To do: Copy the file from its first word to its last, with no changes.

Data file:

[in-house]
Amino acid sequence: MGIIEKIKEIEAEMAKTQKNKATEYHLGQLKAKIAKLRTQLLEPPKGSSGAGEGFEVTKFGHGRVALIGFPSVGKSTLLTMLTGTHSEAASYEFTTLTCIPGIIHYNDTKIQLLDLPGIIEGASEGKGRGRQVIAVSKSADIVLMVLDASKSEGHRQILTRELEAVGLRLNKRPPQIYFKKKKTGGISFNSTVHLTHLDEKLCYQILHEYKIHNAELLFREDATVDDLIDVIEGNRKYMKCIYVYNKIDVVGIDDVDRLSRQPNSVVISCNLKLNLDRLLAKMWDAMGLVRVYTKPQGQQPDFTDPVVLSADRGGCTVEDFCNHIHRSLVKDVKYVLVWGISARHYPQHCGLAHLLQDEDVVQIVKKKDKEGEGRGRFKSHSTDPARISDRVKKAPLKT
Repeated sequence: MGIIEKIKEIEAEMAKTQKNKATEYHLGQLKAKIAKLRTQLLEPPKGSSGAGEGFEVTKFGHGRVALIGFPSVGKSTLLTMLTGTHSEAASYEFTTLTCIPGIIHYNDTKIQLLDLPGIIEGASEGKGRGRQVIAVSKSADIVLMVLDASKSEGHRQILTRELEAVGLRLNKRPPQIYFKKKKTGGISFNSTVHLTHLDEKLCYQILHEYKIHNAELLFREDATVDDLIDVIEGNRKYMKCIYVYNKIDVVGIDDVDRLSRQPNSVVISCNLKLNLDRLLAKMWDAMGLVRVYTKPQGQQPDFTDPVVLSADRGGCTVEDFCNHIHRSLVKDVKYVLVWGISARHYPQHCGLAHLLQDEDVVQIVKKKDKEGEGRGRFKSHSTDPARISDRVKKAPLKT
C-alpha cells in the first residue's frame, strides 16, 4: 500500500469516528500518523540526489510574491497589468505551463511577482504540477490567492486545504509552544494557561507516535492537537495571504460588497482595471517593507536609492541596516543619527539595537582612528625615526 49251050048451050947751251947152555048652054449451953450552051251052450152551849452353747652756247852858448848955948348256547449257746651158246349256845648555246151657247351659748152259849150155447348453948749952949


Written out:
[in-house]
Amino acid sequence: MGIIEKIKEIEAEMAKTQKNKATEYHLGQLKAKIAKLRTQLLEPPKGSSGAGEGFEVTKFGHGRVALIGFPSVGKSTLLTMLTGTHSEAASYEFTTLTCIPGIIHYNDTKIQLLDLPGIIEGASEGKGRGRQVIAVSKSADIVLMVLDASKSEGHRQILTRELEAVGLRLNKRPPQIYFKKKKTGGISFNSTVHLTHLDEKLCYQILHEYKIHNAELLFREDATVDDLIDVIEGNRKYMKCIYVYNKIDVVGIDDVDRLSRQPNSVVISCNLKLNLDRLLAKMWDAMGLVRVYTKPQGQQPDFTDPVVLSADRGGCTVEDFCNHIHRSLVKDVKYVLVWGISARHYPQHCGLAHLLQDEDVVQIVKKKDKEGEGRGRFKSHSTDPARISDRVKKAPLKT
Repeated sequence: MGIIEKIKEIEAEMAKTQKNKATEYHLGQLKAKIAKLRTQLLEPPKGSSGAGEGFEVTKFGHGRVALIGFPSVGKSTLLTMLTGTHSEAASYEFTTLTCIPGIIHYNDTKIQLLDLPGIIEGASEGKGRGRQVIAVSKSADIVLMVLDASKSEGHRQILTRELEAVGLRLNKRPPQIYFKKKKTGGISFNSTVHLTHLDEKLCYQILHEYKIHNAELLFREDATVDDLIDVIEGNRKYMKCIYVYNKIDVVGIDDVDRLSRQPNSVVISCNLKLNLDRLLAKMWDAMGLVRVYTKPQGQQPDFTDPVVLSADRGGCTVEDFCNHIHRSLVKDVKYVLVWGISARHYPQHCGLAHLLQDEDVVQIVKKKDKEGEGRGRFKSHSTDPARISDRVKKAPLKT
C-alpha cells in the first residue's frame, strides 16, 4: 500500500469516528500518523540526489510574491497589468505551463511577482504540477490567492486545504509552544494557561507516535492537537495571504460588497482595471517593507536609492541596516543619527539595537582612528625615526 49251050048451050947751251947152555048652054449451953450552051251052450152551849452353747652756247852858448848955948348256547449257746651158246349256845648555246151657247351659748152259849150155447348453948749952949